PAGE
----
The memorabilia and autograph inserts come in several varieties, including regular (base-set parallel) autographs numbered to 100 and regular apparel cards numbered to 500. There are also match-worn apparel pieces and autographs on three specially-designed insert sets: Court Kings and Queens, Signature Moments and Grand Slam Champions.

Court Kings and Queens inserts include either apparel swatches or autographs, including some dual autograph cards, all sequentially numbered to 100 or fewer copies. Logo swatch versions numbered 1/1 are also included.

Signature Moments inserts include either apparel swatches or autographs, some sequentially numbered to 100 or less, featuring some of today's greatest players and their classic on-court moments.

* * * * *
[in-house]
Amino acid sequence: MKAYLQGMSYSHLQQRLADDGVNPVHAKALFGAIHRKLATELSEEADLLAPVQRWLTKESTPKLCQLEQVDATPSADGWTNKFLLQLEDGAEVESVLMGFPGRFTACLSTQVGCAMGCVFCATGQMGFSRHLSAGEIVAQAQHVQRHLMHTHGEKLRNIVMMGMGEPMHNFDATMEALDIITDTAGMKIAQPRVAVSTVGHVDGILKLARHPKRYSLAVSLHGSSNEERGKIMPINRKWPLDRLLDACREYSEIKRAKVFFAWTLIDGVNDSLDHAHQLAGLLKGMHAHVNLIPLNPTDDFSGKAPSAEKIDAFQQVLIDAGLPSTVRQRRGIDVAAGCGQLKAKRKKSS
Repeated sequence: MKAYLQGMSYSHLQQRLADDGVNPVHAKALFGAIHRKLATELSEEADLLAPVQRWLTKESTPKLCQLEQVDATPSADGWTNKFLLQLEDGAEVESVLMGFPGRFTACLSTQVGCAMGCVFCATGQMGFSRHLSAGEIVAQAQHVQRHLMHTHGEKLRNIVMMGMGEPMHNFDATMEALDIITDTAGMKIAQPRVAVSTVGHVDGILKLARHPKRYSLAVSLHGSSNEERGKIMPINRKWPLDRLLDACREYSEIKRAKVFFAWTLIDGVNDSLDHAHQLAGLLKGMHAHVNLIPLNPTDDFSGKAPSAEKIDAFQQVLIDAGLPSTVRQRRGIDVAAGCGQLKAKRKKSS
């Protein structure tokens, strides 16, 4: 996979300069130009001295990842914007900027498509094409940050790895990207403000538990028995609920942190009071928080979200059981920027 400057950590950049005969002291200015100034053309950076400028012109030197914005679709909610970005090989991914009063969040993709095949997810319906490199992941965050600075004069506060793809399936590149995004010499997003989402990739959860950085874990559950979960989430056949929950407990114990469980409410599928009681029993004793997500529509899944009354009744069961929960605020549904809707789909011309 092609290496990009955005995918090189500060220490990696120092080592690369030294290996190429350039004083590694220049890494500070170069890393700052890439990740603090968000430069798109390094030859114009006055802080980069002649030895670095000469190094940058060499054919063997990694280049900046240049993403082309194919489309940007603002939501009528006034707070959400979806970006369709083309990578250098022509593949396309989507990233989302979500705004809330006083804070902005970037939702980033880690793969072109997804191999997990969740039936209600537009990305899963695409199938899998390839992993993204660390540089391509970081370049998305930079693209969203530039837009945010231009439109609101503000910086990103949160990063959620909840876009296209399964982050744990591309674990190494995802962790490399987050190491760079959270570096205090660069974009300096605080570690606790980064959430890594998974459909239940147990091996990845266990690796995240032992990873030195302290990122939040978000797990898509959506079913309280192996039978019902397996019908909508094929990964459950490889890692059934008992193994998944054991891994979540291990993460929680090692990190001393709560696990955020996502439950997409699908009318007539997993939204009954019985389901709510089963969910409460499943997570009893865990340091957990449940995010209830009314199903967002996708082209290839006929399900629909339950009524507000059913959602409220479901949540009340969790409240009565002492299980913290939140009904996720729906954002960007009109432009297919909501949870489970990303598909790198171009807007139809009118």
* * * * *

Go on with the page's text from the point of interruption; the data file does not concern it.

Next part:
Grand Slam Champions inserts include both apparel swatches and autographs from a pair of past Grand Slam tournament champions, one on each side of the card, with the cards sequentially numbered to as few as 50 copies.

The cards look very attractive, but unfortunately (as has become the norm for most companies in the card-making industry) the autographs are on silver foil stickers affixed to the card, rather than signed directly on the cards.

A LOOK BACK: The new Ace Authentic Signature Series set is not the first tennis card set to offer genuine match-worn apparel and autographed cards, although it is the first to offer so many per box.